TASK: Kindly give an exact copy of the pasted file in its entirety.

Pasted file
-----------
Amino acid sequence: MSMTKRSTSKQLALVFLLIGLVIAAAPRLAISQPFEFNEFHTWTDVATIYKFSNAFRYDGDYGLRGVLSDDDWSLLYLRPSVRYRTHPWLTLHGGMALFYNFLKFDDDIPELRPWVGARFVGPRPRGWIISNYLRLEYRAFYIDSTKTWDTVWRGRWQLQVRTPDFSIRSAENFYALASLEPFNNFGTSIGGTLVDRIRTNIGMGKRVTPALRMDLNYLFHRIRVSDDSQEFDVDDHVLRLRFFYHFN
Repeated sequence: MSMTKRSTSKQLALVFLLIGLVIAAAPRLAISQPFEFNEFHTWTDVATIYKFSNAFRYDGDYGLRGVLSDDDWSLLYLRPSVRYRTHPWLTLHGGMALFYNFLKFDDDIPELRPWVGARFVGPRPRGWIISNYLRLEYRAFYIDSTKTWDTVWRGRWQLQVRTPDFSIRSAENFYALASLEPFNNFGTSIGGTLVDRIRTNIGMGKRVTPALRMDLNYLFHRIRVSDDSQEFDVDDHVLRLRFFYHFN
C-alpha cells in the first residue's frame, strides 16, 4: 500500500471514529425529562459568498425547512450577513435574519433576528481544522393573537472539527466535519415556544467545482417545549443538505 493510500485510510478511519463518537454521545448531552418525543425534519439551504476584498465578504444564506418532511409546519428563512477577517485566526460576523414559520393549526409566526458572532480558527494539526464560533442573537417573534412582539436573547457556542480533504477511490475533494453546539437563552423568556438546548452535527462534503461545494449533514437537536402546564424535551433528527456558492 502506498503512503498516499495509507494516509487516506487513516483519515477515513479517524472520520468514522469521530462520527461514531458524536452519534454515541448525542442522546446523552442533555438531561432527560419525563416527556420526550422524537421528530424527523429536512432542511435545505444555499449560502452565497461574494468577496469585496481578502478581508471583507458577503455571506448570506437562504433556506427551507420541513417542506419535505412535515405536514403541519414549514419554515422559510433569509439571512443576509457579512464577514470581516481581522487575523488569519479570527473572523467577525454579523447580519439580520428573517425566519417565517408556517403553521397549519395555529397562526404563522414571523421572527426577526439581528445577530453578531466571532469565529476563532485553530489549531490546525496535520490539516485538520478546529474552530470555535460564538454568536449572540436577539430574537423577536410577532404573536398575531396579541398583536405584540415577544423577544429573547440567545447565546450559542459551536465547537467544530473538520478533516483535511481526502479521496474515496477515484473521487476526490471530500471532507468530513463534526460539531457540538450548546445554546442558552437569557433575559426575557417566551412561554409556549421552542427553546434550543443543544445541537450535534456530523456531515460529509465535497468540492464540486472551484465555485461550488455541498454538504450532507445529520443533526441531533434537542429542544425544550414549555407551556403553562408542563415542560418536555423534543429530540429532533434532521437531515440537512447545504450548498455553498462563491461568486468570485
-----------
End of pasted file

Amino acid sequence: MSMTKRSTSKQLALVFLLIGLVIAAAPRLAISQPFEFNEFHTWTDVATIYKFSNAFRYDGDYGLRGVLSDDDWSLLYLRPSVRYRTHPWLTLHGGMALFYNFLKFDDDIPELRPWVGARFVGPRPRGWIISNYLRLEYRAFYIDSTKTWDTVWRGRWQLQVRTPDFSIRSAENFYALASLEPFNNFGTSIGGTLVDRIRTNIGMGKRVTPALRMDLNYLFHRIRVSDDSQEFDVDDHVLRLRFFYHFN
Repeated sequence: MSMTKRSTSKQLALVFLLIGLVIAAAPRLAISQPFEFNEFHTWTDVATIYKFSNAFRYDGDYGLRGVLSDDDWSLLYLRPSVRYRTHPWLTLHGGMALFYNFLKFDDDIPELRPWVGARFVGPRPRGWIISNYLRLEYRAFYIDSTKTWDTVWRGRWQLQVRTPDFSIRSAENFYALASLEPFNNFGTSIGGTLVDRIRTNIGMGKRVTPALRMDLNYLFHRIRVSDDSQEFDVDDHVLRLRFFYHFN
C-alpha cells in the first residue's frame, strides 16, 4: 500500500471514529425529562459568498425547512450577513435574519433576528481544522393573537472539527466535519415556544467545482417545549443538505 493510500485510510478511519463518537454521545448531552418525543425534519439551504476584498465578504444564506418532511409546519428563512477577517485566526460576523414559520393549526409566526458572532480558527494539526464560533442573537417573534412582539436573547457556542480533504477511490475533494453546539437563552423568556438546548452535527462534503461545494449533514437537536402546564424535551433528527456558492 502506498503512503498516499495509507494516509487516506487513516483519515477515513479517524472520520468514522469521530462520527461514531458524536452519534454515541448525542442522546446523552442533555438531561432527560419525563416527556420526550422524537421528530424527523429536512432542511435545505444555499449560502452565497461574494468577496469585496481578502478581508471583507458577503455571506448570506437562504433556506427551507420541513417542506419535505412535515405536514403541519414549514419554515422559510433569509439571512443576509457579512464577514470581516481581522487575523488569519479570527473572523467577525454579523447580519439580520428573517425566519417565517408556517403553521397549519395555529397562526404563522414571523421572527426577526439581528445577530453578531466571532469565529476563532485553530489549531490546525496535520490539516485538520478546529474552530470555535460564538454568536449572540436577539430574537423577536410577532404573536398575531396579541398583536405584540415577544423577544429573547440567545447565546450559542459551536465547537467544530473538520478533516483535511481526502479521496474515496477515484473521487476526490471530500471532507468530513463534526460539531457540538450548546445554546442558552437569557433575559426575557417566551412561554409556549421552542427553546434550543443543544445541537450535534456530523456531515460529509465535497468540492464540486472551484465555485461550488455541498454538504450532507445529520443533526441531533434537542429542544425544550414549555407551556403553562408542563415542560418536555423534543429530540429532533434532521437531515440537512447545504450548498455553498462563491461568486468570485